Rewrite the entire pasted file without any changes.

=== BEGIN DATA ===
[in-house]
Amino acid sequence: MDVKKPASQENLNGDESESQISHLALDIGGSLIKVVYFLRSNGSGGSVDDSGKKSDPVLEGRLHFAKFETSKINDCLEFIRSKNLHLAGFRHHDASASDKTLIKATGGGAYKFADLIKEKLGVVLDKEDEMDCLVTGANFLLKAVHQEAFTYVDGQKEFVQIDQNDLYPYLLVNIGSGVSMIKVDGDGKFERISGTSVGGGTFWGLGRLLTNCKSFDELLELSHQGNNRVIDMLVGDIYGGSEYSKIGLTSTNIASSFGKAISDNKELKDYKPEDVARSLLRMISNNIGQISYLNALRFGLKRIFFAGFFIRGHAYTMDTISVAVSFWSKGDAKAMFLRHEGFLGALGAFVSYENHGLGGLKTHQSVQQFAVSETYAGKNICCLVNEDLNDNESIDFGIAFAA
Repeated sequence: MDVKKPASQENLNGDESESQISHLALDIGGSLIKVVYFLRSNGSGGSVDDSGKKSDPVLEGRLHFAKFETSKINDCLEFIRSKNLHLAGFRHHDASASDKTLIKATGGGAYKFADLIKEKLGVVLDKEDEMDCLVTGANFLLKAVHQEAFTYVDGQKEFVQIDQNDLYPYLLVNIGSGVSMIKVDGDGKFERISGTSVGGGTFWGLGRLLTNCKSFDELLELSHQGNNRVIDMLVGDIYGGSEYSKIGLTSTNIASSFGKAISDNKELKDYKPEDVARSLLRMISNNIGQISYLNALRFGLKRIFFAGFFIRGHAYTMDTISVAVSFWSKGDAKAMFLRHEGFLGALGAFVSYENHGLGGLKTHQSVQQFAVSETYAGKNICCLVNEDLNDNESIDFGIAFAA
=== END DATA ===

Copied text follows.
[in-house]
Amino acid sequence: MDVKKPASQENLNGDESESQISHLALDIGGSLIKVVYFLRSNGSGGSVDDSGKKSDPVLEGRLHFAKFETSKINDCLEFIRSKNLHLAGFRHHDASASDKTLIKATGGGAYKFADLIKEKLGVVLDKEDEMDCLVTGANFLLKAVHQEAFTYVDGQKEFVQIDQNDLYPYLLVNIGSGVSMIKVDGDGKFERISGTSVGGGTFWGLGRLLTNCKSFDELLELSHQGNNRVIDMLVGDIYGGSEYSKIGLTSTNIASSFGKAISDNKELKDYKPEDVARSLLRMISNNIGQISYLNALRFGLKRIFFAGFFIRGHAYTMDTISVAVSFWSKGDAKAMFLRHEGFLGALGAFVSYENHGLGGLKTHQSVQQFAVSETYAGKNICCLVNEDLNDNESIDFGIAFAA
Repeated sequence: MDVKKPASQENLNGDESESQISHLALDIGGSLIKVVYFLRSNGSGGSVDDSGKKSDPVLEGRLHFAKFETSKINDCLEFIRSKNLHLAGFRHHDASASDKTLIKATGGGAYKFADLIKEKLGVVLDKEDEMDCLVTGANFLLKAVHQEAFTYVDGQKEFVQIDQNDLYPYLLVNIGSGVSMIKVDGDGKFERISGTSVGGGTFWGLGRLLTNCKSFDELLELSHQGNNRVIDMLVGDIYGGSEYSKIGLTSTNIASSFGKAISDNKELKDYKPEDVARSLLRMISNNIGQISYLNALRFGLKRIFFAGFFIRGHAYTMDTISVAVSFWSKGDAKAMFLRHEGFLGALGAFVSYENHGLGGLKTHQSVQQFAVSETYAGKNICCLVNEDLNDNESIDFGIAFAA